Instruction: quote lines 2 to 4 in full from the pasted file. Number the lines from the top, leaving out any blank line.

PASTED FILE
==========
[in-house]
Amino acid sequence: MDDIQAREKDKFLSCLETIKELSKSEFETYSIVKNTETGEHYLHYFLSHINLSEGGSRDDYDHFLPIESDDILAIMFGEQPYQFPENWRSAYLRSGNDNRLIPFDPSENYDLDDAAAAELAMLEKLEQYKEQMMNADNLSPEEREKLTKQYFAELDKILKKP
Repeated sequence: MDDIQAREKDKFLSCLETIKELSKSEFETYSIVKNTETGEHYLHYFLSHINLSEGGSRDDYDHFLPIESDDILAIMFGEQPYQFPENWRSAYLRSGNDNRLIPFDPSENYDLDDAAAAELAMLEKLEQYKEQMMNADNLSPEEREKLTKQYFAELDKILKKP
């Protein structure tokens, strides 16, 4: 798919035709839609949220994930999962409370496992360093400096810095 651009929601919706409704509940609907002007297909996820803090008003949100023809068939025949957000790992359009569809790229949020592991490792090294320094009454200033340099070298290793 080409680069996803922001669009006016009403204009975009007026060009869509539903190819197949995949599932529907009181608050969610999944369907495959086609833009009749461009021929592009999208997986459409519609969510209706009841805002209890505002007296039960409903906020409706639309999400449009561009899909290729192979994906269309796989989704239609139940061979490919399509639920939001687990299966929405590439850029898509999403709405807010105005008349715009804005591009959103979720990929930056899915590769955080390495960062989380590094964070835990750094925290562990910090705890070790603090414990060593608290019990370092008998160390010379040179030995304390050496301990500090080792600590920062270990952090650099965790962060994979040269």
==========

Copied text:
Amino acid sequence: MDDIQAREKDKFLSCLETIKELSKSEFETYSIVKNTETGEHYLHYFLSHINLSEGGSRDDYDHFLPIESDDILAIMFGEQPYQFPENWRSAYLRSGNDNRLIPFDPSENYDLDDAAAAELAMLEKLEQYKEQMMNADNLSPEEREKLTKQYFAELDKILKKP
Repeated sequence: MDDIQAREKDKFLSCLETIKELSKSEFETYSIVKNTETGEHYLHYFLSHINLSEGGSRDDYDHFLPIESDDILAIMFGEQPYQFPENWRSAYLRSGNDNRLIPFDPSENYDLDDAAAAELAMLEKLEQYKEQMMNADNLSPEEREKLTKQYFAELDKILKKP
């Protein structure tokens, strides 16, 4: 798919035709839609949220994930999962409370496992360093400096810095 651009929601919706409704509940609907002007297909996820803090008003949100023809068939025949957000790992359009569809790229949020592991490792090294320094009454200033340099070298290793 080409680069996803922001669009006016009403204009975009007026060009869509539903190819197949995949599932529907009181608050969610999944369907495959086609833009009749461009021929592009999208997986459409519609969510209706009841805002209890505002007296039960409903906020409706639309999400449009561009899909290729192979994906269309796989989704239609139940061979490919399509639920939001687990299966929405590439850029898509999403709405807010105005008349715009804005591009959103979720990929930056899915590769955080390495960062989380590094964070835990750094925290562990910090705890070790603090414990060593608290019990370092008998160390010379040179030995304390050496301990500090080792600590920062270990952090650099965790962060994979040269």